Published: 18:58, 09 July 2020
| Updated: 20:04, 09 July 2020
A smuggler who had quite literally been sitting on his illegal cocaine goldmine before he was caught out has been jailed for six years.
Narcis-Bogdan Stoica, 29, from Neamt County in Romania, tried to use a fake fruit and veg business as a cover for drug trafficking 15 kilos of Class A drugs into Kent.
Appearing at Canterbury Crown Court, yesterday, he pleading guilty to attempting to import the drugs which had a potential street value of an estimated £1.2 million and was sentenced to six years in prison.
The National Crime Agency began investigating Stoica after Border Force officials stopped him passing through the Channel Tunnel terminal at Coquelles near Calais on April 17.
A search of the van he was driving revealed two purpose built concealments for the drugs behind the doorstep cover material, above both the passenger and driver's seats.
Stoica told officers, who found pallets of fruit and vegetables in the back of the van, that he was starting his own delivery business.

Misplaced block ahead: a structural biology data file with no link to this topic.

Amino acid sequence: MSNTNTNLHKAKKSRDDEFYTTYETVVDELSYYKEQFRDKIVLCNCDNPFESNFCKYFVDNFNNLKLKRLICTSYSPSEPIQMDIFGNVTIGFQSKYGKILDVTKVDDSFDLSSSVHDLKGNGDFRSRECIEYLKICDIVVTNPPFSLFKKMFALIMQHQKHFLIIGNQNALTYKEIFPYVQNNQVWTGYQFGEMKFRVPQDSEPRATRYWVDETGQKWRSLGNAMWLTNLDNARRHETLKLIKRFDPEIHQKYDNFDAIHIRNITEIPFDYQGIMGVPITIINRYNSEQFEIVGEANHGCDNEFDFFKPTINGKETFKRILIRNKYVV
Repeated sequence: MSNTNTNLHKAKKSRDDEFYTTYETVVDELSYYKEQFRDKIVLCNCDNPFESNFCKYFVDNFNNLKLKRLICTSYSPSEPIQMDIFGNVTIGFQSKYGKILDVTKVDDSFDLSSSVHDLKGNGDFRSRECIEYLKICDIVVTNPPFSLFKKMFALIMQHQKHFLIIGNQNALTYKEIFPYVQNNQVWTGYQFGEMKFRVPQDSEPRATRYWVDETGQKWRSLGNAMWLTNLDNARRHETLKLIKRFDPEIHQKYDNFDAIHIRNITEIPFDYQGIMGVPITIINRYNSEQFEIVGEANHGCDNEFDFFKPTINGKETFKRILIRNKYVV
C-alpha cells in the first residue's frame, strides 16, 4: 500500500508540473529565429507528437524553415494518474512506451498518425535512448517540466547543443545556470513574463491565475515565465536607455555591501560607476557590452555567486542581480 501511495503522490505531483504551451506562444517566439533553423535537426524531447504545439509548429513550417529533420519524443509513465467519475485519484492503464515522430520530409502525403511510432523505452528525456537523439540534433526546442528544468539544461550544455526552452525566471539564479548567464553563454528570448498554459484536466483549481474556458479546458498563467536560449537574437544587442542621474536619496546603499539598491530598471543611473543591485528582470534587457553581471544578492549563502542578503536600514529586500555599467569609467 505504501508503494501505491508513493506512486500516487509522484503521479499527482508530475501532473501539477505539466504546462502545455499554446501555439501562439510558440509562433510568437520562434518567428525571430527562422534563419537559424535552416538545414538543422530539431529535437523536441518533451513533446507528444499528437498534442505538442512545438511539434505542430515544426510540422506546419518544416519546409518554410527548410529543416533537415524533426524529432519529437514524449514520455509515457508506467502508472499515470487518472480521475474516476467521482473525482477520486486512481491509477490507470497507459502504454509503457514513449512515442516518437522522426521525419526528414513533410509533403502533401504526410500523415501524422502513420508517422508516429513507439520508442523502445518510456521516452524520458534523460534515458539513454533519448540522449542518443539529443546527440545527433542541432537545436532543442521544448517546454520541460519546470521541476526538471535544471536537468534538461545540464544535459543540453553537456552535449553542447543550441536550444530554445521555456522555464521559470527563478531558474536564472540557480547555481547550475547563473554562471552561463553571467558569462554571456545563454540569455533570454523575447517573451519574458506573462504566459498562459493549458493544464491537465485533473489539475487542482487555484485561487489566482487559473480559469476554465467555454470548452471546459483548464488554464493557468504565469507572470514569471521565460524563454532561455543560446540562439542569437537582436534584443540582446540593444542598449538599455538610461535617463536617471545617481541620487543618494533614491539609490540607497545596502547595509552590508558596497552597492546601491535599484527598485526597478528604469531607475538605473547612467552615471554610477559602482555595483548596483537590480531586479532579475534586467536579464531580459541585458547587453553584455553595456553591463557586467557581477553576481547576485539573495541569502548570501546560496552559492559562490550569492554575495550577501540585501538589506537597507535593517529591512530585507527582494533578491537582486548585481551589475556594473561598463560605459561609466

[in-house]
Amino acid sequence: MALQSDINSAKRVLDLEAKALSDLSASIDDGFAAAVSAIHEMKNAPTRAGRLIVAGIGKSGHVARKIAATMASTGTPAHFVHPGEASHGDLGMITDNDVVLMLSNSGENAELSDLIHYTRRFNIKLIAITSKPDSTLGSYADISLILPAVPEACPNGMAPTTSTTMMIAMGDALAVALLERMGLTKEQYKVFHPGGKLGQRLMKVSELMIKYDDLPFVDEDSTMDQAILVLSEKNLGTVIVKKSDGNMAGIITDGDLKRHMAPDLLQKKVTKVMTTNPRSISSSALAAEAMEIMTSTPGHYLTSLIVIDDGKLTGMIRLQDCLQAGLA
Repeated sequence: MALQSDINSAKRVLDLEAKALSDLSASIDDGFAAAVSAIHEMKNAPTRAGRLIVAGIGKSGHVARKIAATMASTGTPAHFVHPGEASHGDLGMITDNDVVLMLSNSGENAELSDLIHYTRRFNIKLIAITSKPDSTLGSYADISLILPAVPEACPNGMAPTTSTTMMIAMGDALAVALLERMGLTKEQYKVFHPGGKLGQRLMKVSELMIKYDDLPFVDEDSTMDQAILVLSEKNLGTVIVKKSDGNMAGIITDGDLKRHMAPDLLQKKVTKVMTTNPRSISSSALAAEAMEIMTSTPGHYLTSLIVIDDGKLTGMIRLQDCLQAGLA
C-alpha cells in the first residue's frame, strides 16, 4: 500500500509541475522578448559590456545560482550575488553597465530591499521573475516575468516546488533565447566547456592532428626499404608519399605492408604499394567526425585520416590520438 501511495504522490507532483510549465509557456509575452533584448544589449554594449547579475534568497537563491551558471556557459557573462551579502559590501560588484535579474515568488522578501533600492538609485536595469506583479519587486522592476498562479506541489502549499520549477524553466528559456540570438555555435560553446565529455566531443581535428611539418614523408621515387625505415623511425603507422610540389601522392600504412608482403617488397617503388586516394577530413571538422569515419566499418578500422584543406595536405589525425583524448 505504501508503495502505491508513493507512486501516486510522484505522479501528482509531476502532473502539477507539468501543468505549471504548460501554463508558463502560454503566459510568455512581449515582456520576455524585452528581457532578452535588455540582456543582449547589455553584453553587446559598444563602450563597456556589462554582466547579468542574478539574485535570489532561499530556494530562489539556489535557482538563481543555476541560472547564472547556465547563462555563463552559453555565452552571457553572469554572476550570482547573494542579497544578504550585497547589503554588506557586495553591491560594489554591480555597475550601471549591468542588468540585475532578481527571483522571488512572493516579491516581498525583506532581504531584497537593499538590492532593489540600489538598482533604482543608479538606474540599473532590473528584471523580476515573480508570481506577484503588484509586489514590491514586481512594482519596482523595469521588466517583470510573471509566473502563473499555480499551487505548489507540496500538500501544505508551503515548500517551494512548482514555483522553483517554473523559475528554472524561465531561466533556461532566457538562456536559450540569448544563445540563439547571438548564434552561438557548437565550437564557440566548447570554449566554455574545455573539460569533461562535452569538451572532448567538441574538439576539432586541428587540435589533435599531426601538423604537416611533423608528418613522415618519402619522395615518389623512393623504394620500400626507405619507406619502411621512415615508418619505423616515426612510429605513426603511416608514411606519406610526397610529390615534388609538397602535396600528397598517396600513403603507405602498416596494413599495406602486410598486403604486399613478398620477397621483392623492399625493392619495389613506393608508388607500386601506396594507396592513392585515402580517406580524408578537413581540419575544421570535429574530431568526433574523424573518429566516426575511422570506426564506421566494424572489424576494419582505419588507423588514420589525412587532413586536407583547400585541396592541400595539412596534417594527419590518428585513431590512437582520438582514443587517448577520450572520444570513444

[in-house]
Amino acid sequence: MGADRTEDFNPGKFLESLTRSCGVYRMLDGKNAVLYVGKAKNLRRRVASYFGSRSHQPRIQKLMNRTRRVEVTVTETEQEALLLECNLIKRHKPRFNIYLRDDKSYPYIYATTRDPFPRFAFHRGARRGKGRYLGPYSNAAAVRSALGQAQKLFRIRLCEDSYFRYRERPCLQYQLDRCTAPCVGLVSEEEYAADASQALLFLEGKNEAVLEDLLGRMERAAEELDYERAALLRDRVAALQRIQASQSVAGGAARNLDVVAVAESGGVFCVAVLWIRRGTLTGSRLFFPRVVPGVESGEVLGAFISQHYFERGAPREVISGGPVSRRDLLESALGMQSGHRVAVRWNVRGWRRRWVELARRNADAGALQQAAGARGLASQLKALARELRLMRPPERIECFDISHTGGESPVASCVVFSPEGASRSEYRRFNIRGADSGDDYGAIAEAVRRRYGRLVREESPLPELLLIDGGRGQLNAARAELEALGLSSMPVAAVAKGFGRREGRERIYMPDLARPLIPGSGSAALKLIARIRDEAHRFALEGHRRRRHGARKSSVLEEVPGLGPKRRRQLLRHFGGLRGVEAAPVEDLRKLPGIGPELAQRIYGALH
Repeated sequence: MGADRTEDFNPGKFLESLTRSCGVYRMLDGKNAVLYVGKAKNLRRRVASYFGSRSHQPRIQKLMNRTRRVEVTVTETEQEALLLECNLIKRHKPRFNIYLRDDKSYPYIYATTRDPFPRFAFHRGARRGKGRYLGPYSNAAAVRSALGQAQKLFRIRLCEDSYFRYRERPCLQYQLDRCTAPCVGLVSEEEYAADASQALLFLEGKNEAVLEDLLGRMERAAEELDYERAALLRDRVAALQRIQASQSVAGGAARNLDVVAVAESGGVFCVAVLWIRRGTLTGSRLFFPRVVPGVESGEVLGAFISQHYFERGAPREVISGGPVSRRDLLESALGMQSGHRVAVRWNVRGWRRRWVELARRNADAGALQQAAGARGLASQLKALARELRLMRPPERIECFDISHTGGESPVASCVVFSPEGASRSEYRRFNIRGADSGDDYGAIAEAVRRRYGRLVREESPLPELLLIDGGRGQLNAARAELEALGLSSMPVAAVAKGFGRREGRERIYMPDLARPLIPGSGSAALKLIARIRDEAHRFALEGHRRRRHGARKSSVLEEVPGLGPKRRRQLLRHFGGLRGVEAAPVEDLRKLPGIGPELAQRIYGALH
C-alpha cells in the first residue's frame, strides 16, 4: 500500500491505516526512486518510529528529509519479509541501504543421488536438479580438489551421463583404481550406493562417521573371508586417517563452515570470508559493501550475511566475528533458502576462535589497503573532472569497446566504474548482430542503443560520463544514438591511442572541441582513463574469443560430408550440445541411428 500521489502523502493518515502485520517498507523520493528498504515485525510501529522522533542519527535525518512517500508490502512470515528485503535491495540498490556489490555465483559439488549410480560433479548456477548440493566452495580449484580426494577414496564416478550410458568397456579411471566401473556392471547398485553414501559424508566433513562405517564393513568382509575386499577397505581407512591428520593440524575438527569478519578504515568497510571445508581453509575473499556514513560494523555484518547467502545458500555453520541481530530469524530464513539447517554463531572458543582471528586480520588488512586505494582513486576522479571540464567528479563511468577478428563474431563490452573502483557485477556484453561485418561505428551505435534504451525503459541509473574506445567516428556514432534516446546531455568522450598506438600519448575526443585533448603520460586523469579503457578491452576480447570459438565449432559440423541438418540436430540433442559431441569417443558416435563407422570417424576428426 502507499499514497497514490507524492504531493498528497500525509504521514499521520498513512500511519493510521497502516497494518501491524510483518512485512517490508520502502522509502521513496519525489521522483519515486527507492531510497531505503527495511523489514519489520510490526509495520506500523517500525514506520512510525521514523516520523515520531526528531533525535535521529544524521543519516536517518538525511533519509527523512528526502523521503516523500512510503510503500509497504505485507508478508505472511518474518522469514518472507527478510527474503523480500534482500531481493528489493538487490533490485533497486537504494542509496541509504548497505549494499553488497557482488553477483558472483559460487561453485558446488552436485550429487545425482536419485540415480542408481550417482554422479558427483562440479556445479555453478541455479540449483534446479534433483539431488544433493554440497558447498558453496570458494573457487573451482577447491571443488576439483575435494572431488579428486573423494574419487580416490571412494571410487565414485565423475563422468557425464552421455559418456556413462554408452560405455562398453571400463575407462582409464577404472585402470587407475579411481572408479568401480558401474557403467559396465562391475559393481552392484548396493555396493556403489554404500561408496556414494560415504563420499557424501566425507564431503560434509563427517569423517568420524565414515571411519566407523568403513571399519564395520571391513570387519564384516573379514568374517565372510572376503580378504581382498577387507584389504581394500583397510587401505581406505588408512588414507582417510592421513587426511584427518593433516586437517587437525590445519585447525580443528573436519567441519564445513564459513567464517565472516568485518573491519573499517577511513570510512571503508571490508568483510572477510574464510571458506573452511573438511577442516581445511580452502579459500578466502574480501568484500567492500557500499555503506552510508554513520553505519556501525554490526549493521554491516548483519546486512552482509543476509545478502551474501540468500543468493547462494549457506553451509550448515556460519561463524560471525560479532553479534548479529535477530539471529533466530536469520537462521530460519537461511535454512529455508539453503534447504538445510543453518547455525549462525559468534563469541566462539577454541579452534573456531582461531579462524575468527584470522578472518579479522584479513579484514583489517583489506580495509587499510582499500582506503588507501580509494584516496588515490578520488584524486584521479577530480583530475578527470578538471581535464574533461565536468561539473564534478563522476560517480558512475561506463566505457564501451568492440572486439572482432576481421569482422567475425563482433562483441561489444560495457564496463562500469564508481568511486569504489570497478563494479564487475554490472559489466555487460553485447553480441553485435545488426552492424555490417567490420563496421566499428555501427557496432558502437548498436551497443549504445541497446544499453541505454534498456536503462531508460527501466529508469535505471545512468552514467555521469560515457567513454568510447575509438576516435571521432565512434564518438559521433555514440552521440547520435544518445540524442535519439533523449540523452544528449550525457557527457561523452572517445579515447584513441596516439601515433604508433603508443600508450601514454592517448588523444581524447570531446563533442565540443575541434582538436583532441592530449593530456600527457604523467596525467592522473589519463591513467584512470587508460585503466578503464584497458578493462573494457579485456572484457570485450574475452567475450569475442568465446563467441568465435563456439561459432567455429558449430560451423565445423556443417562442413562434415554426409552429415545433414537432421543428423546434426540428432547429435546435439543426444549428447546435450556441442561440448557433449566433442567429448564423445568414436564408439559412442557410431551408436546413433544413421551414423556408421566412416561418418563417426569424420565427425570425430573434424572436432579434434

He had purchased the refrigerated vehicle in the UK a week before being stopped, and was on his way back from the Netherlands.
Stoica remained in custody until yesterday, having entered a guilty plea on June 15 at an earlier hearing.
NCA Dover Branch Commander, Martin Grace, said: “This individual thought he could hide his criminal activity under the guise of a legitimate business.
“If undetected, this cocaine would have undoubtedly been distributed in the UK, where the class A drug trade fuels violence and exploitation.
“At the NCA we know that people like Stoica, who are willing to take risks, are crucial to the activities of serious organised crime groups.
"By working with partners like Border Force, we’re able to stop their activities and disrupt the networks they work for.”
Minister for Immigration Compliance and the Courts, Chris Philp, said: “Excellent work by Border Force and the NCA has ensured that more than £1m of cocaine has been kept off the UK’s streets and brought a smuggler to justice.
“Illegal drugs fuel crime, violence and exploitation which is why our work to prevent them reaching our communities is so vital.”
More by this authorEleanor Perkins
This website and its associated newspaper are members of the Independent Press Standards Organisation (IPSO)